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© 2016 by One on Epsilon PTY LTD

Functions are Alive: Funville Adventures

We recently encountered Funville Adventures, a lovely book written by mathematics educator, Sasha Fradkin and computer science researcher, Allison Bishop. This new book, published by Natural Math does a great job tickling the mathematical senses of the reader. 

 

As we read the book with our children, we were fascinated by the story of Emmy and Leo, the main characters who find themselves in a magical world called Funville. The inhabitants of Funville each possess their own specific power. As Emmy and Leo meet more and more Funvillians, they are amazed by the different powers that each Funvillian exhibits, and begin to understand the fantastic things that can happen as a result.


In telling this story, the authors are in fact introducing the concept of a mathematical function. The characters themselves, or more specifically their special powers, can be viewed as functions. For instance, along the way we encounter characters who can rotate objects. In this way, readers meet examples of mathematical rotation functions. The Funvillians Rosalinda, Roberta, Robin and Roy are all able to rotate things, each at their own angle. For Rosalinda the angle is 180 degrees, and for Roberta it's 90. Then Robin and Roy can rotate objects through smaller angles as their special power (or function). Let your children think about it and express their ideas as you engage with them using this neat book. You might be surprised by what they say!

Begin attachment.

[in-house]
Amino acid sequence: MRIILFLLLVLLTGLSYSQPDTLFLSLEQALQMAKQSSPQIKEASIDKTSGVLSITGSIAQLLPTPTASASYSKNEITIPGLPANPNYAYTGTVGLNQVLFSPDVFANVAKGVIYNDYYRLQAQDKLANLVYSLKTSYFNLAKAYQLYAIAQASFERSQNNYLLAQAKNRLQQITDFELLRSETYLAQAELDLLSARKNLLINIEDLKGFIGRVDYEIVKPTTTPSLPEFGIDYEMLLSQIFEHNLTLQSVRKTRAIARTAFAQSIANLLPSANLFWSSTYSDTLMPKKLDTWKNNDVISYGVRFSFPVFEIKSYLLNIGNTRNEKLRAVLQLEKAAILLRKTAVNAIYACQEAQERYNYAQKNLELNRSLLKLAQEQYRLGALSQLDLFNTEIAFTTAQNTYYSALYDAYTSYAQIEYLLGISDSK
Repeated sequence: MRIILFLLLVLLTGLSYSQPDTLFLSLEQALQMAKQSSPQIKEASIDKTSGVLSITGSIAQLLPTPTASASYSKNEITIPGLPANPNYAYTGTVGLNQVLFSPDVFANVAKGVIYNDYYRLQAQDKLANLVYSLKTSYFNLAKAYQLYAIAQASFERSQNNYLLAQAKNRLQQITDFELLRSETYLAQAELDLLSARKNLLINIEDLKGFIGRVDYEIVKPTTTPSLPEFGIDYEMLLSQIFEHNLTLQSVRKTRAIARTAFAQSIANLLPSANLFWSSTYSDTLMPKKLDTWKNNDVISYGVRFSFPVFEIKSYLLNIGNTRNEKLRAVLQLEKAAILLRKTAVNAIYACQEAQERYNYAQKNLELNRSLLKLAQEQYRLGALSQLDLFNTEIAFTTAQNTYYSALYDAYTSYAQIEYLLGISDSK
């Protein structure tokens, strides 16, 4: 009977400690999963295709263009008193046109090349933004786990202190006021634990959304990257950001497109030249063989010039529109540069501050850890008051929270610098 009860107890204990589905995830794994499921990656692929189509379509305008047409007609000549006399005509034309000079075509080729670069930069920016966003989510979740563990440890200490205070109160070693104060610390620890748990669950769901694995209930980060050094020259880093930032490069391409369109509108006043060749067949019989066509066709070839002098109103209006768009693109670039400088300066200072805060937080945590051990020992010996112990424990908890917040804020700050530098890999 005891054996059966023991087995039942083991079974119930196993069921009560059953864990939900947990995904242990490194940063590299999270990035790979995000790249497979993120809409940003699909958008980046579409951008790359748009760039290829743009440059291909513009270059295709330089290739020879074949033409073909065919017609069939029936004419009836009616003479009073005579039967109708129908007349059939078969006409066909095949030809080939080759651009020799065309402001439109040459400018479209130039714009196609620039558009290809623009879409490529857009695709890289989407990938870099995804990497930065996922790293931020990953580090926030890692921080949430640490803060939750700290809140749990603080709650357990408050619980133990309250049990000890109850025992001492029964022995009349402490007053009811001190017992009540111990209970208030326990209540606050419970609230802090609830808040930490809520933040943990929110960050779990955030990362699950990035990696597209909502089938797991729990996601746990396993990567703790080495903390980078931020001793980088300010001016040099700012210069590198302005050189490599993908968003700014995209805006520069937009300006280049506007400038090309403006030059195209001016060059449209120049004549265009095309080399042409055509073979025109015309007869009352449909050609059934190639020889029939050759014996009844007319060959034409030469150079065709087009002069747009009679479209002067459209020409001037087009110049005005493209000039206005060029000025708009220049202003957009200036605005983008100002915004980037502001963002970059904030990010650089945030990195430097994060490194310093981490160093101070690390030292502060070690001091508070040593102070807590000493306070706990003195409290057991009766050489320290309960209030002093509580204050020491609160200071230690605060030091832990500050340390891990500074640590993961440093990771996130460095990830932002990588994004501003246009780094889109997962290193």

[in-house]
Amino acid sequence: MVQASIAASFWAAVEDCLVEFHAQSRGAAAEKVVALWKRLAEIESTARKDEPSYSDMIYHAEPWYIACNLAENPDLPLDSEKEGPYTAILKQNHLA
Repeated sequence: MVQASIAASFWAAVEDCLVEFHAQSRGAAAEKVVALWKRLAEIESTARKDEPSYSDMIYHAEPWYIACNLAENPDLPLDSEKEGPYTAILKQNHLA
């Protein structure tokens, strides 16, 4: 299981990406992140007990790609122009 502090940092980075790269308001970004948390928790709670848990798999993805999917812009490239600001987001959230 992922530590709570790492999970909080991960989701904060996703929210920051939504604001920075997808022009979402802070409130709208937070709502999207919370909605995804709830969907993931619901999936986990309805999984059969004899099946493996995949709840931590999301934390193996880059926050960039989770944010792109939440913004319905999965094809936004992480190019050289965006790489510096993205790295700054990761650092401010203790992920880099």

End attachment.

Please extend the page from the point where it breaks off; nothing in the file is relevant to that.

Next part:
Other concepts relating to functions appear in the book as well. These include invertible and non-invertible functions, functionals (functions that can change functions) and periodic functions. No need to dwell on the math as you read. The math isn't even explicitly mentioned! Still, when the opportunity arises, stop and think, or better yet, discuss with your family. This book is superb for driving such exploratory engagement.

Throughout the book, the characters are presented with various problems that need solving. Problem solving in Funville is great fun, and we found that talking about their methods with our kids was an enriching experience. One great thing you could do as you read through the book with your kids is to propose problems of your own. For example, why not ask them if it would be possible for the Funvillians in the book to use their powers to fly?

 

Overall we found this book to be a very pleasurable and gentle read and we recommend that you give it a try too. It is a great initiative for introducing a rather abstract notion such as a mathematical function. Adventures in Funville is a captivating story, and you'll meet many Funvillians with curious powers. You may not realise it, but you will be thinking about mathematical ideas along the way. Enjoy!

You can find a link to this review as well as other mathematical book reviews in the free Epsilon Stream App. Just download the free App and search for "books".

 

 

 

 

 

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